Cognitive and computational human neuroscience
My laboratory employs functional magnetic resonance imaging (fMRI) to study visual attention, memory, decision-making, perception, and performance. One focus is to use fMRI to decode brain activity to understand how people perceive, remember, and make decisions. For example, we can read out which faces people are viewing in the scanner, or determine whether people are attentive or distracted. Another goal is to use fMRI to measure individual differences in behavior. Can we use fMRI to predict how well people will perform a task, even when people aren't doing anything while being scanned?
Marvin Chun received his B.A. in Psychology from Yonsei University, his Ph.D. in Brain and Cognitive Sciences from the Massachusetts Institute of Technology, and his postdoctoral training at Harvard University. At Yale, he is the Richard M. Colgate Professor of Psychology, and he has secondary appointments in the Department of Neuroscience at the Yale School of Medicine and the Cognitive Science Program in Yale College. His partner Woo-kyoung Ahn is also a Professor of Psychology at Yale.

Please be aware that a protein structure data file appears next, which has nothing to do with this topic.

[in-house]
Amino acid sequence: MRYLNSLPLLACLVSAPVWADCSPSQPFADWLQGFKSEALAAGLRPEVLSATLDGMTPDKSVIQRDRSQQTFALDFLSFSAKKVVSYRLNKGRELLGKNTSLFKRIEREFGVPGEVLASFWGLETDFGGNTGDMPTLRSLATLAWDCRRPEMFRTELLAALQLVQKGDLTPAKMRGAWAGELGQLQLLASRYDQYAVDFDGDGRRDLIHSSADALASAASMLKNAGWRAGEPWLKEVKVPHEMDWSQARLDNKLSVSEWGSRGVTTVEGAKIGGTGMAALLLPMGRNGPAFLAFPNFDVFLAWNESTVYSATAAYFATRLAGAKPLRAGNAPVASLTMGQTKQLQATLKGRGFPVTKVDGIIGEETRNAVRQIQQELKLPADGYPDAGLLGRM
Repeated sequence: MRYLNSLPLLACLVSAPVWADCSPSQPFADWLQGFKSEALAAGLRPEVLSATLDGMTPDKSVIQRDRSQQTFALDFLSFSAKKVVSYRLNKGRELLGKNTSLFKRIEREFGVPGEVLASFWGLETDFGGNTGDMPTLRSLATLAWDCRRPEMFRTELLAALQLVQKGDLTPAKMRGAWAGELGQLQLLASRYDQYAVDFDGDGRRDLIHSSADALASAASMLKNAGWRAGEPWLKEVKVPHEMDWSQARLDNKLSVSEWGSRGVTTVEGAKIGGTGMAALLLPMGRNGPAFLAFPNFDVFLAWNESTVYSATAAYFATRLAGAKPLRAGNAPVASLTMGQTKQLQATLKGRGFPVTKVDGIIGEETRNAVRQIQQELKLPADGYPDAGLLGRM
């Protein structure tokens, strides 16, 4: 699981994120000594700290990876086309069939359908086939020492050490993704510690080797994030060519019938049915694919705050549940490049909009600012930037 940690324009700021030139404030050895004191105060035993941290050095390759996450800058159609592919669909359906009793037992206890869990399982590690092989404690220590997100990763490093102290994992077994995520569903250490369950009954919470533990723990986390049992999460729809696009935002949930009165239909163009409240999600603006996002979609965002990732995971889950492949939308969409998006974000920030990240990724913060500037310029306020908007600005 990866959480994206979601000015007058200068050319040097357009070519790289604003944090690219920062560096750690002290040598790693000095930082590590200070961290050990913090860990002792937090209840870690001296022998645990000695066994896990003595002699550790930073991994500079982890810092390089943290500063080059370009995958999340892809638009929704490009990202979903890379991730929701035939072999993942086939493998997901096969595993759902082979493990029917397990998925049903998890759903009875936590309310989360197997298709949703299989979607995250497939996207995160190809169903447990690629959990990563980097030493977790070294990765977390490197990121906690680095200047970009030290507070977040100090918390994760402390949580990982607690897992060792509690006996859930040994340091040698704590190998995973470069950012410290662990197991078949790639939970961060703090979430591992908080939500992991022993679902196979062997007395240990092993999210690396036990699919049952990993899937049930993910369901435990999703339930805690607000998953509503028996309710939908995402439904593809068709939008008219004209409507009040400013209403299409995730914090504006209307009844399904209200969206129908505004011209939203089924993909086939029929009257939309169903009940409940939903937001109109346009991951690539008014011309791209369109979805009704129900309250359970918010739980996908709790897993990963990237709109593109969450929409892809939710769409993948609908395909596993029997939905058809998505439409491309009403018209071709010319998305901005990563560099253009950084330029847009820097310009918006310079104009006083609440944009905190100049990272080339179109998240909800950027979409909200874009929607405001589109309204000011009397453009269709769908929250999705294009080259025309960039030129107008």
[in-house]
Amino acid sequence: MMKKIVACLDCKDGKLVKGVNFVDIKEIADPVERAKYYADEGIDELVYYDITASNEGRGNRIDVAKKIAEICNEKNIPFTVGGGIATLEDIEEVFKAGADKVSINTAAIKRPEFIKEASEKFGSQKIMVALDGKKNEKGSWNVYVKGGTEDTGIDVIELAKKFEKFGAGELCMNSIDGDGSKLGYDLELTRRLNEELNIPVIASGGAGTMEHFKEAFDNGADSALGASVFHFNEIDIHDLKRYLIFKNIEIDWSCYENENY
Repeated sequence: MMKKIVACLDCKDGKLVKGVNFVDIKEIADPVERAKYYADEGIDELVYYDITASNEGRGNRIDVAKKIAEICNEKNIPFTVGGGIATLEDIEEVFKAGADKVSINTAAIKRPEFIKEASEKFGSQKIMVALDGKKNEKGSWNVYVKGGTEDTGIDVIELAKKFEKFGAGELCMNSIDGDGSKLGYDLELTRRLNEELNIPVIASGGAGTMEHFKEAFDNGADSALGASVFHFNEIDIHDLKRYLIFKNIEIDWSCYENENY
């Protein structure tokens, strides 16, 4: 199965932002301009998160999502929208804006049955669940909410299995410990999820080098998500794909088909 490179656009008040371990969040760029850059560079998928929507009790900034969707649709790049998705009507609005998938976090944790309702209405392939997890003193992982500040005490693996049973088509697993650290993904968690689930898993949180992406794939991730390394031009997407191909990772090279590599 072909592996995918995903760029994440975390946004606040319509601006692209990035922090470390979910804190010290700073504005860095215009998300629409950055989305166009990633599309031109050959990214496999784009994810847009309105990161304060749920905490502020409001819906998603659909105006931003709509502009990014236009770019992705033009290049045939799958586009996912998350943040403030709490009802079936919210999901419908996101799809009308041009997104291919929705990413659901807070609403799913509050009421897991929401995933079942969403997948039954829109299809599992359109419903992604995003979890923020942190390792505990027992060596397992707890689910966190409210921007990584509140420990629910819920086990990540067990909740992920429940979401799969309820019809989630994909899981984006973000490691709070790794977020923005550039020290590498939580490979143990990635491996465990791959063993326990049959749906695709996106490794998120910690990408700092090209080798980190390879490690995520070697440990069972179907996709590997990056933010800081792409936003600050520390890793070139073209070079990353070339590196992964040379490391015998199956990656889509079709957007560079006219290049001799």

A cognitive state transformation model for task-general and task-specific subsystems of the brain connectomeNeuroImage (2022)
Nature Communications (2019)